The History 101 aims to support students as they produce an original piece of historical scholarship—the 101 Thesis. Early in the semester we will meet to discuss common readings and to provide students with basic training in how to conduct original historical research. By the end of the semester, students will have designed a research plan, implemented research and writing strategies, engaged in intellectual dialogue with their peers, and produced an original piece of historical scholarship 30-50 pages in length.
The common readings draw heavily upon the historical experiences of Latina/os in the United States, but also explore questions that extend beyond Latina/o populations. Students enrolled in this course, in other words, need not write a paper on Latina/os in the United States if their research projects relate to the broader themes, regions, and topics driving the course, such as: immigration and migration; transnational communities; US foreign policy; the American West; labor, including issues related to recruitment and activism; social movements; inequality and inclusion; gender and sexuality; panethnicity and politics; and race, citizenship, and identity. If anything, research projects that touch upon these sorts of topics will certainly help create and sustain a robust intellectual community and dialogue during our meetings throughout the semester—a critical part of the research and writing process.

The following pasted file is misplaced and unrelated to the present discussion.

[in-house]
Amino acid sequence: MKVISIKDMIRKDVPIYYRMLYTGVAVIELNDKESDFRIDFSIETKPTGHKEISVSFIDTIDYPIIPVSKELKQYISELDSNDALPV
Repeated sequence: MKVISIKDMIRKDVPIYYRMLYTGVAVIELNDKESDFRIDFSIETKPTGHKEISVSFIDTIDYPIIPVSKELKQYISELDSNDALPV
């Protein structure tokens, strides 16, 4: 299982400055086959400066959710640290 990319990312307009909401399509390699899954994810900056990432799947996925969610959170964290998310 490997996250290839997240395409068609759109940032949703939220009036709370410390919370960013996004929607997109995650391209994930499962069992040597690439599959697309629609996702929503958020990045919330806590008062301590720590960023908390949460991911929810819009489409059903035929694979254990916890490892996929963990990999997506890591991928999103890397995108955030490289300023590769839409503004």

Natalie Mendoza received her PhD in US history from UC Berkeley. Before graduate school, Natalie taught high school in Northern California. As a graduate student, Natalie became interested in improving how history is taught at both the high school and college levels. She co-founded a student-based history pedagogy group focused on improving undergraduate teaching at Cal and worked frequently with the UC Berkeley History-Social Science Project, a professional development program for local K-12 social studies teachers. Natalie’s research interests include: history and the practice of pedagogy, intellectual history, the history of education, Mexican American and Chicana/o history, US Latina/o history, US civil rights history, and the history of race and racism in the US. Her dissertation is a study of the impact of the Good Neighbor Policy and WWII on the relationship between the federal government and Mexican Americans in the US Southwest. She can be reached via email at nmendoza21(at)berkeley.edu.